Adapted from a UC Berkeley news release. Synthetic biologists have successfully engineered microbes to make chemicals cheaply and more sustainably. However, researchers have been limited by the fact that microbes can only make molecules using chemical reactions seen in nature. A collaboration between scientists at Berkeley Lab and UC Berkeley has engineered the microbe E.
Researchers develop an efficient method for studying fast biochemical reactions as they happen in real time
A breakthrough image captured by scientists at Berkeley Lab and UC Berkeley proves solid state of electrons predicted more than 90 years ago.
Skyrmions are little vortexes or whirlpools created by the spins of electrons when magnetic fields are applied to certain magnetic materials. In a series of recent studies, scientists at Berkeley Lab, SLAC, Stanford, and UC San Diego used an X-ray laser to discover new aspects of skyrmion behavior.
Researchers at Berkeley Lab and the National Institute of Standards and Technology have proposed an experiment that may settle the persistent question: Is gravity truly a quantum force?
This video shows steps of the enzymatic reaction that makes a double-ringed molecule, which is the structural starting point to produce molecules in a large class of antibiotics. (Credit: Patrick Rabe/Oxford University) Scientists who specialize in studying the atom-by-atom choreography of enzymes have revealed new insights into the function of isopenicillin N synthase, an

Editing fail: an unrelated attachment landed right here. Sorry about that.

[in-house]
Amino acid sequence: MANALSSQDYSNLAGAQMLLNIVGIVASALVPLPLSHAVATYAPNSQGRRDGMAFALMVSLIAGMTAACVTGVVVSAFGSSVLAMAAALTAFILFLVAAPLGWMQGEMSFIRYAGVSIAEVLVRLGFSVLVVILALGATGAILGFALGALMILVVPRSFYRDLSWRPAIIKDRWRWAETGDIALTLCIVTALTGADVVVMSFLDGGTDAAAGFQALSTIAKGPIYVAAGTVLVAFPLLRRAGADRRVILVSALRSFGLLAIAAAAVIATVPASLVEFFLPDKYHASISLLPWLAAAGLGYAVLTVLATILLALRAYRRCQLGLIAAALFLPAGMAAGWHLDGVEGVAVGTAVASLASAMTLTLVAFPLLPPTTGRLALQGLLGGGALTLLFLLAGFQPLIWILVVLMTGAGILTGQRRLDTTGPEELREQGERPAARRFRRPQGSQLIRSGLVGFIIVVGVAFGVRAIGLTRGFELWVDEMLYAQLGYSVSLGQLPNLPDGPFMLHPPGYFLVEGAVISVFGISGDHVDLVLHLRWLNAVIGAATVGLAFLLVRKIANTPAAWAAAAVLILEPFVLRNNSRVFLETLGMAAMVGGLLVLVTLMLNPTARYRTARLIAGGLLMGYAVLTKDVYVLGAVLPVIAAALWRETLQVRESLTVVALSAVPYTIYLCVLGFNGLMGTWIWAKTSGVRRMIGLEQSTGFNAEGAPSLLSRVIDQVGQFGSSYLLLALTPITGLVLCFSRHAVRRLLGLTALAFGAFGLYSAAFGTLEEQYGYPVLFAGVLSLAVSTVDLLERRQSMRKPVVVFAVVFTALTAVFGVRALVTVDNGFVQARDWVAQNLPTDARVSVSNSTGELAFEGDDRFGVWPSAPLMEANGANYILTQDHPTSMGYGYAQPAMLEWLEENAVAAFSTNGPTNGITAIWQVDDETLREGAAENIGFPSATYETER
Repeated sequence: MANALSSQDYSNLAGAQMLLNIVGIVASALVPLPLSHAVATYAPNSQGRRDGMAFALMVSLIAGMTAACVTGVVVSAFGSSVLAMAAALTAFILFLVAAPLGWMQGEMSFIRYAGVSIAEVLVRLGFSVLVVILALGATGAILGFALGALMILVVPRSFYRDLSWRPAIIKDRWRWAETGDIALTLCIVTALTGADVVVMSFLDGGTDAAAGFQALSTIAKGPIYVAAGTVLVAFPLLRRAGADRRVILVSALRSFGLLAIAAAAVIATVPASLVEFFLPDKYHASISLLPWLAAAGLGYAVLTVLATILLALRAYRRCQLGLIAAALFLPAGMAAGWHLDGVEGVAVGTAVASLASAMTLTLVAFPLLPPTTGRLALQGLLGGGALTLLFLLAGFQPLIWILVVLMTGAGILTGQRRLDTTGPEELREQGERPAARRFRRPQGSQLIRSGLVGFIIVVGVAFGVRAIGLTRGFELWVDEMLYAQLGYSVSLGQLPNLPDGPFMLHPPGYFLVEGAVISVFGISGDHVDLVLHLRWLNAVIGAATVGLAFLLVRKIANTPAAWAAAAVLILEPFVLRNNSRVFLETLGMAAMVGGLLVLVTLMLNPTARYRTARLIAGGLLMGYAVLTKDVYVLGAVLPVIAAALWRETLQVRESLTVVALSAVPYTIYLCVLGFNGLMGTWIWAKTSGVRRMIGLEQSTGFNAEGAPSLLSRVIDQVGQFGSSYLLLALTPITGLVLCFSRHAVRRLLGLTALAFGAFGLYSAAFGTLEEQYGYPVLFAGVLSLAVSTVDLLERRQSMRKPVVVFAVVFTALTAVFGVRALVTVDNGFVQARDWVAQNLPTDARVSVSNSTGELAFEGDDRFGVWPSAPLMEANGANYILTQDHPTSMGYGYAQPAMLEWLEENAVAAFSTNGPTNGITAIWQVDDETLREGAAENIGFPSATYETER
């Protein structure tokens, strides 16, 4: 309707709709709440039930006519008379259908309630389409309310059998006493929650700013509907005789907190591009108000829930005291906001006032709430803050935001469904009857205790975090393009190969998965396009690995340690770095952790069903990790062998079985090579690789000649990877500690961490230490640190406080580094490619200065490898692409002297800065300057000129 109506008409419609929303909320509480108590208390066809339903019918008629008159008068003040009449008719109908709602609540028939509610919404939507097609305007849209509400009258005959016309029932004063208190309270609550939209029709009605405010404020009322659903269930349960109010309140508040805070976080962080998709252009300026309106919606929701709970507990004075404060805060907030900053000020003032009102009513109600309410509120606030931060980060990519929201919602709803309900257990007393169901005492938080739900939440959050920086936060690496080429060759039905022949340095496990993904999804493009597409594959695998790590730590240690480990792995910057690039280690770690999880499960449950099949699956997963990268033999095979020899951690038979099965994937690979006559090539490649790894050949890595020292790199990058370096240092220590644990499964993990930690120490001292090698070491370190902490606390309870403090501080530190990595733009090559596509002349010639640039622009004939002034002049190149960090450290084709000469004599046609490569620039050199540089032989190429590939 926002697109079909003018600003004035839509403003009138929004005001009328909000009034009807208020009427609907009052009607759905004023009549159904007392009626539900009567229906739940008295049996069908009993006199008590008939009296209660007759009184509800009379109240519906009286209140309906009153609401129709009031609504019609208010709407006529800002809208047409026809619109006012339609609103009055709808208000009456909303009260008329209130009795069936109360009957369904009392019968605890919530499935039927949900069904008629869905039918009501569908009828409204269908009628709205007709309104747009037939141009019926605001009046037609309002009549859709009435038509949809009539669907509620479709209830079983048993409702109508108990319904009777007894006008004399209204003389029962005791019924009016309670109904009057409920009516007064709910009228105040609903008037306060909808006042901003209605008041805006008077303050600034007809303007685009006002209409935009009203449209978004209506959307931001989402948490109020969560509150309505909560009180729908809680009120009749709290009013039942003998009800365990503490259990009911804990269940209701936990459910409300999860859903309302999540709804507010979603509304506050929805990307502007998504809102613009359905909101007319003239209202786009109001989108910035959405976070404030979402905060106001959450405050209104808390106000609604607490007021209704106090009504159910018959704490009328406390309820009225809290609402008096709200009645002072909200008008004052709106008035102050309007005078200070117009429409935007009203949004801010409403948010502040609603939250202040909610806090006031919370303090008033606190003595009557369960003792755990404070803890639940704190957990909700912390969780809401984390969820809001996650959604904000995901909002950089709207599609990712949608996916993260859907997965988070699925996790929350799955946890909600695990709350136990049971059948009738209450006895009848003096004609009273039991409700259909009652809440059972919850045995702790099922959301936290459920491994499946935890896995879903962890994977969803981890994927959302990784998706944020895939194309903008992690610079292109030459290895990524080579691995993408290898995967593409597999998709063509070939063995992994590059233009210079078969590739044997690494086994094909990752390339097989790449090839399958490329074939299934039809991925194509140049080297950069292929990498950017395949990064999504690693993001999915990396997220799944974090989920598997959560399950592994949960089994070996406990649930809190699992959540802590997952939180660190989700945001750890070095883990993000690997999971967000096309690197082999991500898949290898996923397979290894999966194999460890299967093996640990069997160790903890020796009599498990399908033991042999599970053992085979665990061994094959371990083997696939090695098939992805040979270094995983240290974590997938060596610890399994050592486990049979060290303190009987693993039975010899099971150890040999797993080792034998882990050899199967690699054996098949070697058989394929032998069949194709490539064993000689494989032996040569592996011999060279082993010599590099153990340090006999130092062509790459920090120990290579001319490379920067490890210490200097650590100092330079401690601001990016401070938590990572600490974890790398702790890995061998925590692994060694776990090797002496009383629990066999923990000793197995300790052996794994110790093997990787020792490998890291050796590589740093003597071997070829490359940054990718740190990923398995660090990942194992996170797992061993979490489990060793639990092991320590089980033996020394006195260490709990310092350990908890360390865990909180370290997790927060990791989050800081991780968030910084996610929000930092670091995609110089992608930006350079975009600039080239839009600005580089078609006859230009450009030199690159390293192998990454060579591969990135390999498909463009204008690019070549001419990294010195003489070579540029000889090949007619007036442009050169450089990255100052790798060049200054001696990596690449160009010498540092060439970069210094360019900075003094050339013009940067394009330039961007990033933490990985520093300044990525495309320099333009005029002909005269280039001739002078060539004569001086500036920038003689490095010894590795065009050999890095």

By Ashleigh Papp “The dream of predicting a protein shape just from its gene sequence is now a reality,” said Paul Adams, Associate Laboratory Director for Biosciences at Berkeley Lab. For Adams and other structural biologists who study proteins, predicting their shape offers a key to understanding their function and accelerating treatments for diseases like
An antibody therapy that appears to neutralize all known SARS-CoV-2 strains, and other coronaviruses, was developed with a little help from structural biologist Jay Nix
Berkeley Lab and Stanford researchers collaborate to find promising solution for converting waste heat to electricity.
Berkeley Lab team combines thermal and electrochemistry expertise to make battery testing cheaper and faster.